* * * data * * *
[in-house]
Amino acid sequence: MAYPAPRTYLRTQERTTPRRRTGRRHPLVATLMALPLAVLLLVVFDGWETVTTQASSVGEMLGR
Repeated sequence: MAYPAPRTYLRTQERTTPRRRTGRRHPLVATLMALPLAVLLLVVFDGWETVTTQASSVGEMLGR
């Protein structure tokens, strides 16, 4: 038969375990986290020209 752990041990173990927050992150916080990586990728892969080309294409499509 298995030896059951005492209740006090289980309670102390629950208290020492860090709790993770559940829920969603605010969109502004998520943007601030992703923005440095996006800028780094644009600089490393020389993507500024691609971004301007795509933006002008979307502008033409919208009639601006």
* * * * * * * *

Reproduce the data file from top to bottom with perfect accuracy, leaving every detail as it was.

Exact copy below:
[in-house]
Amino acid sequence: MAYPAPRTYLRTQERTTPRRRTGRRHPLVATLMALPLAVLLLVVFDGWETVTTQASSVGEMLGR
Repeated sequence: MAYPAPRTYLRTQERTTPRRRTGRRHPLVATLMALPLAVLLLVVFDGWETVTTQASSVGEMLGR
């Protein structure tokens, strides 16, 4: 038969375990986290020209 752990041990173990927050992150916080990586990728892969080309294409499509 298995030896059951005492209740006090289980309670102390629950208290020492860090709790993770559940829920969603605010969109502004998520943007601030992703923005440095996006800028780094644009600089490393020389993507500024691609971004301007795509933006002008979307502008033409919208009639601006």